This Week’s Sky at a Glance, 2023 April 22 – April 29~
This Week’s Sky at a Glance, 2023 April 22 – April 29
A favourite galaxy among stargazers is M104; better known as the Sombrero Galaxy as it resembles such a bonnet in astrophotos, thanks to a central dust cloud that forms the brim. The dust cloud can be seen from a rural location with a medium-size amateur telescope. The galaxy is seen as a small gray smudge with binoculars.
Although M104 is officially within the borders of the constellation Virgo, most people start their search from the recognizable quadrilateral of stars that forms Corvus the Crow. In mythology, Corvus was sent by Apollo to fetch a cup of water from the river but the bird was distracted by ripening figs. When the crow returned late it made up a tale that it had been deterred by a water snake (Hydra). In a fit of rage, Apollo tossed the bird, the cup and the snake into the sky. To the right of Corvus is the constellation Crater the Cup, and they both sit atop Hydra. They can be seen in the southern sky when twilight fades to darkness.
To find M104, imagine a line from the middle of the bottom of Corvus to the upper left star, and extend it not quite that distance. Look in this area with binoculars for a small arrowhead of three or four stars. This asterism has been called the Star Gate. The arrowhead points to a small line of a few stars, which in turn points toward M104 nearby. That line of stars also forms the mouth of an asterism called the Shark, which has a fin and a curved body stretching away from the Star Gate. Good luck, and wear your Sombrero proudly.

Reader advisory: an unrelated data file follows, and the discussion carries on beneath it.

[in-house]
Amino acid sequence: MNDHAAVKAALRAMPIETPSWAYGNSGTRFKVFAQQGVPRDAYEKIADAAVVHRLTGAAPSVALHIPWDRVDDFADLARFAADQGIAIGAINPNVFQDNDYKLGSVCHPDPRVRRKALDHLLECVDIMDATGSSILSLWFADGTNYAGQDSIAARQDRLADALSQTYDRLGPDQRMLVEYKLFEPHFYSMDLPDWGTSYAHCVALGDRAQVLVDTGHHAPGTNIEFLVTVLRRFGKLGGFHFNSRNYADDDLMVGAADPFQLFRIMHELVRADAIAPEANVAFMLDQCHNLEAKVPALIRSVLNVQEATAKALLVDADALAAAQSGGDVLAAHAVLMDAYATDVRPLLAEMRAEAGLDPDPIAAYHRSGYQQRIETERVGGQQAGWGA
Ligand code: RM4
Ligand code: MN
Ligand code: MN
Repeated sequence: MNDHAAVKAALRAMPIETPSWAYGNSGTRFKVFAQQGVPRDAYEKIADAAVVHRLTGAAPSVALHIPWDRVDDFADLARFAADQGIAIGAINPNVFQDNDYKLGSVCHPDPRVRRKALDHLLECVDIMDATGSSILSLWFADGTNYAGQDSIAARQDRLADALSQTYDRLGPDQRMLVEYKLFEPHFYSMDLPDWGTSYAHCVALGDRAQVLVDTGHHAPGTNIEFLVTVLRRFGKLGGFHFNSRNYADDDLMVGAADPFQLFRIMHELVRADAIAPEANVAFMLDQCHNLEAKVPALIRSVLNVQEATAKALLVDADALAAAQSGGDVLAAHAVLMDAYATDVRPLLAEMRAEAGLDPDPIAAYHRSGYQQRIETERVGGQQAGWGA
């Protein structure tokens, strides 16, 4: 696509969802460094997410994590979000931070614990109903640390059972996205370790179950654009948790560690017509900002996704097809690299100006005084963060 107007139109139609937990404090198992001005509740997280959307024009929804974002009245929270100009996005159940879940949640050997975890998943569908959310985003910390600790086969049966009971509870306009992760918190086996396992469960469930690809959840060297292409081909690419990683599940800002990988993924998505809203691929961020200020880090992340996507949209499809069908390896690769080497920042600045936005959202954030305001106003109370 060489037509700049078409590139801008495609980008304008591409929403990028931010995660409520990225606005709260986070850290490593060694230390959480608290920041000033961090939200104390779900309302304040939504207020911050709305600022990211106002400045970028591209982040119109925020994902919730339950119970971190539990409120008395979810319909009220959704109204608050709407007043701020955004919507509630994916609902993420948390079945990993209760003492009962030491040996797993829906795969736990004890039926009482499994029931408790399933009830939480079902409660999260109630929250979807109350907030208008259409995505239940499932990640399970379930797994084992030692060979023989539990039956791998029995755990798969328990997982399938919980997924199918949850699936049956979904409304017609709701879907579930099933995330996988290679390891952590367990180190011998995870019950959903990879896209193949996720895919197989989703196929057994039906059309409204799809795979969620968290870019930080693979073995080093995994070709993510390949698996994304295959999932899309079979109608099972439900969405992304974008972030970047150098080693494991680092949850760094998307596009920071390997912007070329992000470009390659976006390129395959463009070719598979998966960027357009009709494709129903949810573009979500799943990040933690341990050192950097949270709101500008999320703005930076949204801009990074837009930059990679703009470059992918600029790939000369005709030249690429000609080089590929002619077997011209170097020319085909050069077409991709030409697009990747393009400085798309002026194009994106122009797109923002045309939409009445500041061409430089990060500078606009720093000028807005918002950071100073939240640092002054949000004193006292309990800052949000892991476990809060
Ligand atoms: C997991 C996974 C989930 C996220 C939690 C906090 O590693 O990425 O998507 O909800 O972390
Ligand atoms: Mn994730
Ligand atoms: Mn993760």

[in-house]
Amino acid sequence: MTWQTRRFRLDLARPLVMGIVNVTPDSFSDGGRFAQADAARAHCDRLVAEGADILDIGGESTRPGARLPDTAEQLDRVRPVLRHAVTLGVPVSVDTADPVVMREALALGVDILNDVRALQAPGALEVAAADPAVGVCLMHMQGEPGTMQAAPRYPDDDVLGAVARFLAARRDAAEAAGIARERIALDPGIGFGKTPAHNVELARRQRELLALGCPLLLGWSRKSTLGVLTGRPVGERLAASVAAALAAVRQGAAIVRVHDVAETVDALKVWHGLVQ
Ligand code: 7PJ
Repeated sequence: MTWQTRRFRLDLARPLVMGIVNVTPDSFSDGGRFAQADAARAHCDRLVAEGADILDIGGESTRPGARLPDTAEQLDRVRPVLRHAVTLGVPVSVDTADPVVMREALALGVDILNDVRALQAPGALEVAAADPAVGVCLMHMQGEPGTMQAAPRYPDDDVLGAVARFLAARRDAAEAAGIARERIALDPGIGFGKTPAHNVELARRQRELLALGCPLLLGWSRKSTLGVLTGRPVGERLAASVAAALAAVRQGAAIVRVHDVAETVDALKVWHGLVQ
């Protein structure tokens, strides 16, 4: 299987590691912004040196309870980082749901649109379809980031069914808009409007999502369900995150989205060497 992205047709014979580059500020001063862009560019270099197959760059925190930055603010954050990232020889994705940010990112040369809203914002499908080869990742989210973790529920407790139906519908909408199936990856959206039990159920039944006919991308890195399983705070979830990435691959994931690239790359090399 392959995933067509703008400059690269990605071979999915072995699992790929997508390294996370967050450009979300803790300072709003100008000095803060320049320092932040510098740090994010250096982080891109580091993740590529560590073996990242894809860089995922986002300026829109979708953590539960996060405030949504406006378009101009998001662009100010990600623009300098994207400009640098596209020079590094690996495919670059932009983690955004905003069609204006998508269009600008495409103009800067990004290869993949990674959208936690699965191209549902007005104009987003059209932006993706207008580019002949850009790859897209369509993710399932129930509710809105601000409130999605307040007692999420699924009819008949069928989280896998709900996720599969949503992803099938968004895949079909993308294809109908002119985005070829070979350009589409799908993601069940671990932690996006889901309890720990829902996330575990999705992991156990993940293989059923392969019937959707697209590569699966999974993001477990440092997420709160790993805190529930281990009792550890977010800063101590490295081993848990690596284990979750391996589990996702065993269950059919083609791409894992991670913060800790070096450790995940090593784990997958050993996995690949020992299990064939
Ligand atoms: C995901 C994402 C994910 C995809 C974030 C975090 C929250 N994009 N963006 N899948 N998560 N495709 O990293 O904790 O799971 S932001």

This Week in the Solar System
Saturday’s sunrise in Moncton is at 6:20 am and sunset will occur at 8:15 pm, giving 13 hours, 55 minutes of daylight (6:27 am and 8:18 pm in Saint John). Next Saturday the Sun will rise at 6:09 am and set at 8:24 pm, giving 14 hours, 15 minutes of daylight (6:16 am and 8:27 pm in Saint John).
The crescent Moon is between the Pleiades and Venus this Saturday evening, upper left of Venus on Sunday, near Mars Tuesday and Pollux Wednesday. It reaches first quarter for the first time after Easter on Thursday, making this International Astronomy Week (Monday to Sunday). On Sunday at noon Venus will be to the right of the Moon, about a third of the way up in the eastern sky. If the sky is clear try to get both in binoculars, and then with just your eyes. Mars is moving up through Gemini for a future line-up with Pollux and Castor. Saturn rises around 4:30 am this week, but Jupiter is still too close to the Sun for viewing. Early risers might see some meteors from the Lyrid shower this weekend, shooting away from a point near the bright star Vega.
Celebrate Astronomy Week in Saint John with public observing at the Rockwood Park bark park after sunset next Friday evening, with a cloud date of Saturday, April 29.
Questions? Contact Curt Nason